19 Sep Nursing?sensitive indicators are the criteria for changes in health status that nursing care can directly affect. Nursing?sensitive indicators have been increasingly adopted as valid an
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2. Nursing‐sensitive indicators are the criteria for changes in health status that nursing care can directly affect. Nursing‐sensitive indicators have been increasingly adopted as valid and reliable tools due to their features such as objective assessment, improvement of clinical practice, evaluation of nursing care quality and performance, and informed decision‐making capability for patients in selecting a hospital to receive care. The use of nursing‐sensitive indicators affects the outcomes of nursing care by defining the structure and processes of nursing care. Indicators can be used for quality improvement purposes in applied settings to monitor performance and progress and to support evidence-based decision making, to support informed policy analysis related to regulatory or accreditation requirements, workforce development, and reimbursement, and to research the role of nursing care in determining patient safety outcomes by examining structure-outcome, process-outcome, and structure-process-outcome relationships. I believe that no one nursing sensitive indicator is sufficient on its own for measuring the profession’s impact on patient care and outcomes. Rather, several elements must be considered together to provide a comprehensive view of nursing practices and results, such as patient falls with and without injuries, RN satisfaction survey, nosocomial infections, nursing hours per patient day. Indicators not included in the database statistics, but which professional nurses should consider, nonetheless are patient satisfaction with pain management, patient satisfaction with nursing care. For example, assessment and treatment of pain is complex, and optimal pain care remains elusive. Only 63-74% of patients report that their pain was well-controlled. Personal biases may interfere with healthcare’s ability to accurately assess pain management needs, but nurses who keep in mind the ethical principles of autonomy, beneficence, non-maleficence, and justice will be better equipped to make sound judgments.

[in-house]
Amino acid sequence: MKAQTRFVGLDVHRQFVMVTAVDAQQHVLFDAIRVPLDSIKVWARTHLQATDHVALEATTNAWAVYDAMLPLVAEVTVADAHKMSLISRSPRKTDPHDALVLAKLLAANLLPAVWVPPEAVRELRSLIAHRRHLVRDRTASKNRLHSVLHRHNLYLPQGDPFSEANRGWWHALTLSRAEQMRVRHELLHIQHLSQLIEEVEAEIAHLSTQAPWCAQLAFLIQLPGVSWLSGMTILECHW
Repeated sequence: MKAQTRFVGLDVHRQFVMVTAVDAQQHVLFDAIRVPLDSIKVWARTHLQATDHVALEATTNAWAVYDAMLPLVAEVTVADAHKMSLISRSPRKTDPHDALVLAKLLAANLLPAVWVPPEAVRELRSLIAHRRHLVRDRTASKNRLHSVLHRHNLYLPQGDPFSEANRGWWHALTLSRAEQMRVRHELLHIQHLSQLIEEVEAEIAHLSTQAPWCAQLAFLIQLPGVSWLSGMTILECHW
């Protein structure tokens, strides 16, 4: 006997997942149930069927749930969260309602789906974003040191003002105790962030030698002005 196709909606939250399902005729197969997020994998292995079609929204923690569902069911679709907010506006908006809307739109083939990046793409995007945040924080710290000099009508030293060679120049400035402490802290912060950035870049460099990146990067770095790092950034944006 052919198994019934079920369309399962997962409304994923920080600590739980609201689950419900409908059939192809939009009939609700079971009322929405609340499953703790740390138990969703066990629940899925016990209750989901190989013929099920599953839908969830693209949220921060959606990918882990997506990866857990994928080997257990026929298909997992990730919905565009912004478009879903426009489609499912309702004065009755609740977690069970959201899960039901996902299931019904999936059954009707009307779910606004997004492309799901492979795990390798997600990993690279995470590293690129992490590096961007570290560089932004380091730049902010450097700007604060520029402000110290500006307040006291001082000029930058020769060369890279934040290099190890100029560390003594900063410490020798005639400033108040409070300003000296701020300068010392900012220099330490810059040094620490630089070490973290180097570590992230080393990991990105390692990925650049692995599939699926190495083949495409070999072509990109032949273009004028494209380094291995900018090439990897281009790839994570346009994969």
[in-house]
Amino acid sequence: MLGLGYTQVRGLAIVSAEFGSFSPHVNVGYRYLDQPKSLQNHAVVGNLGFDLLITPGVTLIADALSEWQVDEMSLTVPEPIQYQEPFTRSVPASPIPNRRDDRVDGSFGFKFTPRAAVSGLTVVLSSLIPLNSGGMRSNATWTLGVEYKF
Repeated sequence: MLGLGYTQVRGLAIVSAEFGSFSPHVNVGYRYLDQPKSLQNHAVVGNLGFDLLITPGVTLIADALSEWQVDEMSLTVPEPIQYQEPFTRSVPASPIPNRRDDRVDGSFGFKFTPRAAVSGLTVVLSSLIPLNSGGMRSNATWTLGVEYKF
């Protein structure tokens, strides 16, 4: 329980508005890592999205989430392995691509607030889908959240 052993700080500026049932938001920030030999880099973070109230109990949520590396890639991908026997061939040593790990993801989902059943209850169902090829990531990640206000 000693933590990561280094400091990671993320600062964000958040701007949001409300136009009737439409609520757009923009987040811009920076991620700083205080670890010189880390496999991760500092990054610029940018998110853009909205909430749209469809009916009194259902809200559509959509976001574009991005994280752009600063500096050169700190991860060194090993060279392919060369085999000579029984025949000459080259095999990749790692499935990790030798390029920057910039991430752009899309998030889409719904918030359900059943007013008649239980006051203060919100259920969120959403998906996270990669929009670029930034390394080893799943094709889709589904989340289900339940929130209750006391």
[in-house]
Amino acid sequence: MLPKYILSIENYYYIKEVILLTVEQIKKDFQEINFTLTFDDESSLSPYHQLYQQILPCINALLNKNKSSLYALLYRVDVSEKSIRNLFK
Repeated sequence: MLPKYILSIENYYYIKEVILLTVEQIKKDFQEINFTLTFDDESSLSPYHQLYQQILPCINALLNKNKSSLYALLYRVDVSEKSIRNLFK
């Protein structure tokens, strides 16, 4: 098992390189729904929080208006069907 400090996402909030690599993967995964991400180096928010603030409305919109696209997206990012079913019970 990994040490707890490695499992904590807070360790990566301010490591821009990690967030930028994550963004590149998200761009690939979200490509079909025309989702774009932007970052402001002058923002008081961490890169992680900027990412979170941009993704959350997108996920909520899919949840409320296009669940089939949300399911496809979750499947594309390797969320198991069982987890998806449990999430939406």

Oner, B., Zengul, F. D., Oner, N., Ivankova, N. V., Karadag, A., & Patrician, P. A. (2021). Nursing-sensitive indicators for nursing care: A systematic review (1997-2017). Nursing open, 8(3), 1005–1022. https://doi.org/10.1002/nop2.654